BO: Never. When I'm recording a record, that's when I listen to it. By the time it comes out, I'm done, I've moved on. I usually listen to a record until it hit the streets. Then, it's run its course for me. There's usually a long time between. Like with the Crystal Fairy stuff, that was done more than a year ago. Completely finished. So by the time it comes out- not that I’m sick of it, but I've moved on. As soon as we finished recording that we did the Basses Loaded album and we’re recording a bunch of stuff right now.
DG: Basses Loaded was done after Crystal Fairy?
BO: Yeah, that and Mike and the Melvins. We finished that after Crystal Fairy too. So people have this weird idea that the music is brand new. It is for you but not for me.
DG: Is the delay due to scheduling?
BO: Who knows, it could be because of any number of reasons. You never know. You can't worry about that, you just have to do your work. Once it's done, you can't worry about that. It doesn't really matter when it comes out.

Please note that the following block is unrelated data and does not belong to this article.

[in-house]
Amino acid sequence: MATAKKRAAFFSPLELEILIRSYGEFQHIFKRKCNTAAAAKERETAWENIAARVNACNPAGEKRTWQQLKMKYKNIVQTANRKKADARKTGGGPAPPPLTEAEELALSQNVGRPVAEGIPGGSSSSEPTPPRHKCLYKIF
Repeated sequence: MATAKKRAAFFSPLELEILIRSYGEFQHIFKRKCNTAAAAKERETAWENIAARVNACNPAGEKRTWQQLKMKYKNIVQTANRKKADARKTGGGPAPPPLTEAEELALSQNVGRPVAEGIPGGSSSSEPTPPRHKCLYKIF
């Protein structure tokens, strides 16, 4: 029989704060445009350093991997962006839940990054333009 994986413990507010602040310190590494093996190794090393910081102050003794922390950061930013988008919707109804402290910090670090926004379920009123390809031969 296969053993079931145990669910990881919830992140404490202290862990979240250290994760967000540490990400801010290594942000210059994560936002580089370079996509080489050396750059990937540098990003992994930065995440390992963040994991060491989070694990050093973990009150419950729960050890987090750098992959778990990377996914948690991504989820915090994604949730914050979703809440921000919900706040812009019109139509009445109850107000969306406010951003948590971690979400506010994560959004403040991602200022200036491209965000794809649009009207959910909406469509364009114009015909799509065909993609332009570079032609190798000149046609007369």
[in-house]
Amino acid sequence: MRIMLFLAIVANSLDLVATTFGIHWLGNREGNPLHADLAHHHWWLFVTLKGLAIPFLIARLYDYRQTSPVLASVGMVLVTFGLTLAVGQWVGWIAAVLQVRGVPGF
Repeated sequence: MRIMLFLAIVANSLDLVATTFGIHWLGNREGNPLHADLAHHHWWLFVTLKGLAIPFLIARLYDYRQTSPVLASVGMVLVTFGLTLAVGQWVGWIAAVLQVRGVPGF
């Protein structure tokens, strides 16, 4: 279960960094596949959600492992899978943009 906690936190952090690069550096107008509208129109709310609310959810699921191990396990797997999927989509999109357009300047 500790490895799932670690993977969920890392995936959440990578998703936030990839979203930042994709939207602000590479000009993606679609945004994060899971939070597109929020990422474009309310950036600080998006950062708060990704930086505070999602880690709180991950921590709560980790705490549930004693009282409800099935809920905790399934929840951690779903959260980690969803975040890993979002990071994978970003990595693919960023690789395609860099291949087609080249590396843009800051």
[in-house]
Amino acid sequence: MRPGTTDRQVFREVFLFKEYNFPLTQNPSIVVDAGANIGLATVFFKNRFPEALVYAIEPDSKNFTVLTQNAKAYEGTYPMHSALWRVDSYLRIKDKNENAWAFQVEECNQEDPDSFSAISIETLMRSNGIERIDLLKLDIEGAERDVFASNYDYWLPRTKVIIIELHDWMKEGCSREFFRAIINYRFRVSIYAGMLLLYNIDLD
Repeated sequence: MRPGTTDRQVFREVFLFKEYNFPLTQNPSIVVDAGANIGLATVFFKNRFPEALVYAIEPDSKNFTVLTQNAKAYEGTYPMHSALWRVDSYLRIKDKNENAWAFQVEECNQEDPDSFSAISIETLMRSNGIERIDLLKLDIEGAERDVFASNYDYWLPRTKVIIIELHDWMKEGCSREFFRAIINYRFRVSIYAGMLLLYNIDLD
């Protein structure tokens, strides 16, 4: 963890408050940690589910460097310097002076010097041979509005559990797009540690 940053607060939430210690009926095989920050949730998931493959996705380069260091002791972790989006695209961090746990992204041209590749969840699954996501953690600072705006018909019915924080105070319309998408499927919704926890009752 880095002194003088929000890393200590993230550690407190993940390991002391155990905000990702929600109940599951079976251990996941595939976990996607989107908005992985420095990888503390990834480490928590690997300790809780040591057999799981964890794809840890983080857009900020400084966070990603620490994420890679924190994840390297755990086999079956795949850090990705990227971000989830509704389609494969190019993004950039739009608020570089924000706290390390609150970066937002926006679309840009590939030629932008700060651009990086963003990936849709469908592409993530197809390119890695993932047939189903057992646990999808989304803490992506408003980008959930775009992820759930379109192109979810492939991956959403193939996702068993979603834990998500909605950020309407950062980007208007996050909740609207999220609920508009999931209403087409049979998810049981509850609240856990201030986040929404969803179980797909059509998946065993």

DG: Would you say that you're working on something related to the Melvins on a daily basis?
BO: Almost. 70% of my waking hours is spent on some sort of musical endeavor.
DG: Do you enjoy being involved in the business side of it?
BO: I don't enjoy any aspect of it all the time. The only thing I really enjoy, when I'm really having fun doing it, is playing alone. By myself in my living room. I like having the least amount of pressure on me.
DG: Do you feel pressure as far as the Melvins goes?